Monday, 6 March 2017


I'm going to be plodding slowly through Braumeister Grenell's description of various top-fermenting styles.Most aren't very alcoholic and many have since disappeared or are only brewed in tiny quantites.

Today's style, Süssbier, I believe is still brewed in small quantites. But the market for it is rapidly disappearing.

Süssbiers are all coloured dark with Couleur or coloured malt and lightly hopped, as well as not very highly attenuated (up to 45%), to get a flavour like dark beer.

Süssbiers usually have an OG of 5-7% Balling; Beers of 10 - 13% Balling OG are rare and are usually called Weizenmalzbier, Hannoversch Broyhan, Werder’sches Bier, Hamburger Beer, etc.

Mashing procedure: it's mashed in at 30° R [37.5 C], rising after 25 minutes to 54° R [67.5º], when there's a saccharification rest, then it's heated to 60-61° R [75-76º C] and mashed out.

Usually, "high-dried" malt is used, and sugar is added (directly to the mash) up to 15 to 20% of the goods.

Through the addition of "Couleur" the beer acquires a mild taste.

Tun and barrel process. - The fermentation period is 2-3 days at a (pitching) temperature of 12-16 ° R. [15-20º C] as this yeast only ferments to a low degree of attenuation at this temperature. When fermentation is performed in a barrel, pitching is often at 15-18° R. [18.75-22.5º C] to cause the yeast be expelled better.  - It is better not to go above 16° R, since all beers fermented over 16° R. (20° C) have a harsh flavour.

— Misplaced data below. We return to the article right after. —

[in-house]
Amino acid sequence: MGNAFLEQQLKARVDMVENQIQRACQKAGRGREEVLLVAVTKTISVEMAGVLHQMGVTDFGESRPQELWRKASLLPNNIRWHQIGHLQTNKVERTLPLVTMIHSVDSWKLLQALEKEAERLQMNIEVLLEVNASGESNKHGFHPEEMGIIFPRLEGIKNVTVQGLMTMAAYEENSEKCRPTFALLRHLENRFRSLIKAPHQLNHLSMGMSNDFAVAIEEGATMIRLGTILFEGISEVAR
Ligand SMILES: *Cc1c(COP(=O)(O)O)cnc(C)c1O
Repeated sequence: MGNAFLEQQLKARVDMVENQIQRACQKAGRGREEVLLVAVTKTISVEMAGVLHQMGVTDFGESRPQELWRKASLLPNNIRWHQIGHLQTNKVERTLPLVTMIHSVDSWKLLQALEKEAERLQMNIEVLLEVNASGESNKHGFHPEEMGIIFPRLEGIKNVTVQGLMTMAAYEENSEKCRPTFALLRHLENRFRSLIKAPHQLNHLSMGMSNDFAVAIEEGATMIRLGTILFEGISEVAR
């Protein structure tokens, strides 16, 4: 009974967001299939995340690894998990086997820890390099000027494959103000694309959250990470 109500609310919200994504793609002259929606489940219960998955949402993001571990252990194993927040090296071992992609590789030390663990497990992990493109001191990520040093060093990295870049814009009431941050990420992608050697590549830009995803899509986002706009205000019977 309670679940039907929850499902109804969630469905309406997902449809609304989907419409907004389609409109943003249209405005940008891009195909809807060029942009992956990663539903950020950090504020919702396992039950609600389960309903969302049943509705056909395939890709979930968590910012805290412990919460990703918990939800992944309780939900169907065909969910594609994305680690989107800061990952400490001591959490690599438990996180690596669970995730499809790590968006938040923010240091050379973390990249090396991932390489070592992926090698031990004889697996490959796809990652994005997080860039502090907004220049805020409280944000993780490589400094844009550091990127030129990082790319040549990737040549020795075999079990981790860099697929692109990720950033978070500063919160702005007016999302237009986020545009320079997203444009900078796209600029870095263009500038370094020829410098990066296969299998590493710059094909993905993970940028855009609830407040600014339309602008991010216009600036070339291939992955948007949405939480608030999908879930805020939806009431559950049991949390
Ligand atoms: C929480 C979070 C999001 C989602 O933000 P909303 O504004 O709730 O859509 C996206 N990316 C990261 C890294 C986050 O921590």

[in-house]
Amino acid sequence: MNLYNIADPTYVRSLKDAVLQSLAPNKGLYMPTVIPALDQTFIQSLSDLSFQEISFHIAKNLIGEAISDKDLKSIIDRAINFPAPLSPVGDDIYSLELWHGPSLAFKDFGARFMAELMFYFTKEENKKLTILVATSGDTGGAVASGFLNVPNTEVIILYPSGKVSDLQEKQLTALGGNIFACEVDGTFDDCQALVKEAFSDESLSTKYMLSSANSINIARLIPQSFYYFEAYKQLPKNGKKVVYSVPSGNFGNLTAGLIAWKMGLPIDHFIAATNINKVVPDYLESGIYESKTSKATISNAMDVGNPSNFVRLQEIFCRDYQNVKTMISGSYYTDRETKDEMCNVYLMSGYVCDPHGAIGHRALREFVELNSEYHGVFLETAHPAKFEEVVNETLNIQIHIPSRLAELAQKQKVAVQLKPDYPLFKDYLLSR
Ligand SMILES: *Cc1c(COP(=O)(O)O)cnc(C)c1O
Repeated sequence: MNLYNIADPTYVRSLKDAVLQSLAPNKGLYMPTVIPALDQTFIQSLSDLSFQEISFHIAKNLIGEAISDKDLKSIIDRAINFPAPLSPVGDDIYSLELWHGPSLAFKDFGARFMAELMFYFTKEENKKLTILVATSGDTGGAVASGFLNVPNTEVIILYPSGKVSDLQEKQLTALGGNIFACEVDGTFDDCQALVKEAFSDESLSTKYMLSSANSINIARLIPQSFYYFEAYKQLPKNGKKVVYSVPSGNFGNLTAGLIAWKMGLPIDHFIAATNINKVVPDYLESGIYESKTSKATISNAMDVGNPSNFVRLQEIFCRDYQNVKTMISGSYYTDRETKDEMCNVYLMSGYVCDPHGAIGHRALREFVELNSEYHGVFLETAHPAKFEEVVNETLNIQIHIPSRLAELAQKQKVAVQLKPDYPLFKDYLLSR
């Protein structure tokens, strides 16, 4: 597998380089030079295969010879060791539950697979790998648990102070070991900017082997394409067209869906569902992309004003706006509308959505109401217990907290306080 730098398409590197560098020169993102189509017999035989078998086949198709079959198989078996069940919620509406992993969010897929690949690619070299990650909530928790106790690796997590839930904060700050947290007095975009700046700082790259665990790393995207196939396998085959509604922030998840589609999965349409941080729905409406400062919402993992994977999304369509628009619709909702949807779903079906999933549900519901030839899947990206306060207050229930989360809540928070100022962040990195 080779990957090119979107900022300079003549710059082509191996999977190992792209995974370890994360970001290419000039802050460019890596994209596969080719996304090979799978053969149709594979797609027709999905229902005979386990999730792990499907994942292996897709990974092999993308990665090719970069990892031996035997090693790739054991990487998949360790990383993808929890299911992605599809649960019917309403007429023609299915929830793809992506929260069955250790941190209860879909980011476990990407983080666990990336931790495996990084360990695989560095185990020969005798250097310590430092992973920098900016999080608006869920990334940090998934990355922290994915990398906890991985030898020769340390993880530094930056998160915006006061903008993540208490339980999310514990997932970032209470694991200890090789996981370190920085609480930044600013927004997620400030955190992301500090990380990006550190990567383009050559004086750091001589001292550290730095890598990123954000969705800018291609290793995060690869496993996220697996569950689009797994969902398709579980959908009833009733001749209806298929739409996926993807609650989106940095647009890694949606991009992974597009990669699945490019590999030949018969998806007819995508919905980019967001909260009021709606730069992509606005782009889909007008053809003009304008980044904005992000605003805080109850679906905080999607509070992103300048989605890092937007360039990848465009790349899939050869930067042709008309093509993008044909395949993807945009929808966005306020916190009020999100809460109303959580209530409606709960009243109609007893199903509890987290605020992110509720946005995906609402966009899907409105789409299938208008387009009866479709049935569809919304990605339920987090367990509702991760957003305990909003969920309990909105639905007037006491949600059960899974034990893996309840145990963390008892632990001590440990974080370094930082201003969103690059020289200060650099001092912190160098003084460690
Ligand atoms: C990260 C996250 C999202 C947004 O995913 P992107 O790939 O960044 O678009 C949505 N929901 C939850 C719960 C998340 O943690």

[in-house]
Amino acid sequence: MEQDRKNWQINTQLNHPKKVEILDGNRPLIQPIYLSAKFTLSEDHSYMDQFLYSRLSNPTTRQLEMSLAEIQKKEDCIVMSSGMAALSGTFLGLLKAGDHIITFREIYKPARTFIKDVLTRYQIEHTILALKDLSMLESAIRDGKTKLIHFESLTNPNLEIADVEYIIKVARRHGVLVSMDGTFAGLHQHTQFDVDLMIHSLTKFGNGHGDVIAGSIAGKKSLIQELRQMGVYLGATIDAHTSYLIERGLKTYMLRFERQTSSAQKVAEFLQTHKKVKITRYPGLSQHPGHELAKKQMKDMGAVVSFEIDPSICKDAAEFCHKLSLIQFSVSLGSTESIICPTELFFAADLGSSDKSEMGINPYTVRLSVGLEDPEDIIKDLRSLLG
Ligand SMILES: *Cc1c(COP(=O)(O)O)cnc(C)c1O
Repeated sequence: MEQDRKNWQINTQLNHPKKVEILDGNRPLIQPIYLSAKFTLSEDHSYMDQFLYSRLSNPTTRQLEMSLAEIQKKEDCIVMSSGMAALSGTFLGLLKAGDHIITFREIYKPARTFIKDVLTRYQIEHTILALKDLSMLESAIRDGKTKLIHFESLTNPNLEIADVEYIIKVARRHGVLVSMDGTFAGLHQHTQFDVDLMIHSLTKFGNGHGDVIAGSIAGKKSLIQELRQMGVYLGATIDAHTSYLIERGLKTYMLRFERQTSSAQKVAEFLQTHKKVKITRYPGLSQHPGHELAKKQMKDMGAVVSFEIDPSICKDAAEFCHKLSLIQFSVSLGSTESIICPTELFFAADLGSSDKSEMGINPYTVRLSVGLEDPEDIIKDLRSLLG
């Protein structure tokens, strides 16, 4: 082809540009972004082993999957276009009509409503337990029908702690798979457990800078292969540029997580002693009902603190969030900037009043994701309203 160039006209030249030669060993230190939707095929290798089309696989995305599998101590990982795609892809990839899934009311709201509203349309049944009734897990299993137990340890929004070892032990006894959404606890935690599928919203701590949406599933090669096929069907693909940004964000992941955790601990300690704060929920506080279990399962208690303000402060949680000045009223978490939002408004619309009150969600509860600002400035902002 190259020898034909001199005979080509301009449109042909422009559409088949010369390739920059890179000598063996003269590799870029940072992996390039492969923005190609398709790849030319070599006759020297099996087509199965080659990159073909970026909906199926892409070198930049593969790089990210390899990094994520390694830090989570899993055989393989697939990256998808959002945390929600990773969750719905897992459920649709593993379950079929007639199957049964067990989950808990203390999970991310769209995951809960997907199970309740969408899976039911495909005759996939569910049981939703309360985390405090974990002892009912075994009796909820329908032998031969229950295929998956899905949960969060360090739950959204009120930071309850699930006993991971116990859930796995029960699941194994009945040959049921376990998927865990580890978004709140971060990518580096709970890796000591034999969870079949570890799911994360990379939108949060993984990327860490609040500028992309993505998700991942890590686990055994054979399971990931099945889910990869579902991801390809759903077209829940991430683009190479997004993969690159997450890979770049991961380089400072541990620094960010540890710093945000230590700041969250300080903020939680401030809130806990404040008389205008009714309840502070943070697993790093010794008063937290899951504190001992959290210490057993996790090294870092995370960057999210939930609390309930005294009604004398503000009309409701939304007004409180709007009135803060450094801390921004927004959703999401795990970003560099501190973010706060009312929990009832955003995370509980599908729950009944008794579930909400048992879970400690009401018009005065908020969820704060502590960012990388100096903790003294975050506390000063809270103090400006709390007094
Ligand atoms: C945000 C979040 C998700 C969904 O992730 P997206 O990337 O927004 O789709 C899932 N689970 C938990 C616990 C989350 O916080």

During the primary fermentation, the barrels are inclined at an angle and are stood up straight when expulsion of the yeast has ended.

Care must be taken to continually refill and keep the barrel completely full; and also to allow for a secondary fermentaion of 1-2 days but possibly as much as 8 to 10 days. It's important that there's a fiery break at the end of secondary fermentation, since otherwise bad malt has been used or an infection is present.

The beers are filled from the fermenting vessel into transport barrels and after a short carbonation period of 2-3 days they are served, or even into small transport barrels and subjected to a short secondary fermentation (with open bung) before they are finally sealed up. - Adding Kräusen is to be avoided, as it produces too strong a fermentation and can possibly cause the barrel to burst.

According to another method, "double beers" are transferred into storage barrels of 6, 8, 12, or even 16 hl of contents and left, with the bung open, to complete secondary fermentation and clarification.

At the end of the process, after 1-2 weeks, these beers are Kräusened and then filled into bottles or customer barrels."
"Die Fabrikation obergäriger Biere in Praxis und Theorie" by Braumeister Grenell", 1907, page 59 - 60. (My translation.)
 Couleur is a type of caramel. Even though this book was written just before the the Reinheitsgebot was extended all of Germany, these low-gravity top-fermenting beerswere allowed to uses all sorts of ingredients forbidden in bottom-fermenting beers.

I find it a bit odd that Broyhan is included in included in this class. It might have been partially-fermented and sweet, but I'm pretty sure it wasn't dark. It was a Weissbier, after all.


Anonymous said...

Yes, Ron, please go through all the styles, one by one. I am v interested in that sort of thing

I am particularly looking forward to your comments on the spontaneously fermented "Danziger Jopenbier", something I have never heard of. Although I do like a nice Jopen Koyt in Haarlem.

No relation, I guess.



Elektrolurch said...

Real Malzbier with low abv (like Koch'sches Malzbier) or Doppelkaramell fall under that category, right?
Then I would say that this "style" is pretty much still alive, in some regions at least.

J. Karanka said...

In the complicated history of world beers... Maybe dark mild was born in Germany and survived in the UK! :D

Maybe the whole caramel colouring is a German thing!